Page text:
Art Byrne is a CEO with whom many people in the world of manufacturing are familiar. Over the past few decades, Byrne has worked with 30 companies in 14 different countries and has helped them transform into successful organizations.
Perhaps the best example of Byrne's impact is Wiremold. In the 1990s, the company's earnings had dropped 80 percent in consecutive years. When Byrne came to be the head of the business, he integrated the Toyota Production System. After training employees in Lean manufacturing, Byrne was able to improve company value by 2,467 percent, Industry Week reports. On top of that, productivity improved by 162 percent across a number of different metrics. In fact, the company was so successful that it was bought out by a French organization in 2000.
According to Byrne, the key to successful integration of Lean is getting people behind it. Everyone from new recruits to upper management must have faith in Lean in order for it to work. If entry-level employees don't believe in Lean, they may not contribute in meaningful ways and help the company improve operations. If managers don't believe in Lean, then they may be quick to give up on the practice entirely if things don't go well.
“The leader's behavior is really critical in this – much more than almost anything else,” Byrne told the news source. “You can't lead from your office; you have to lead from the shop floor.”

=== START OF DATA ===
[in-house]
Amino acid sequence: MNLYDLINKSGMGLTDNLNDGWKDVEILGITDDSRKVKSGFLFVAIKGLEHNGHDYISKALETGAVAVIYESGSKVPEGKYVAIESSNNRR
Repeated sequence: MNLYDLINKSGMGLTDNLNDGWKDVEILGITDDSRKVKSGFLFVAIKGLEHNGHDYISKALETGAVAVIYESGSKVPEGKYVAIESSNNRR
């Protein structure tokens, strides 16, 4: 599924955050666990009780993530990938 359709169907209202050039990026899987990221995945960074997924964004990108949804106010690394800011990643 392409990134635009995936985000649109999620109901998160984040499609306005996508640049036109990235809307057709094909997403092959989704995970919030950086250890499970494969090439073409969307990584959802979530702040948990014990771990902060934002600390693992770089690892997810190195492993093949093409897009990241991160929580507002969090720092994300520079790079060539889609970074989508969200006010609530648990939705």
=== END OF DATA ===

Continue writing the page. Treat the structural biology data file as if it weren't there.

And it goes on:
Of course, Byrne had numerous other success stories before and after Wiremold. Prior to Wiremold, Byrne was a group executive at Danaher Corp, where he helped to create a Lean culture. The system implemented at Danaher is now known as the Danaher Business System. More recently, Byrne worked at the private-equity firm J.W. Childs Associates. Again, his integration of Lean could serve as a case study for other businesses.
The important part of implementing Lean – regardless of whether a business is in the manufacturing industry or any other sector – is having a leader who is willing to champion it. This is a person who is a dedicated believe of Lean and has a full understanding of the concept. He or she must view everything through the lens of Lean and be willing to stick through setbacks to complete the vision.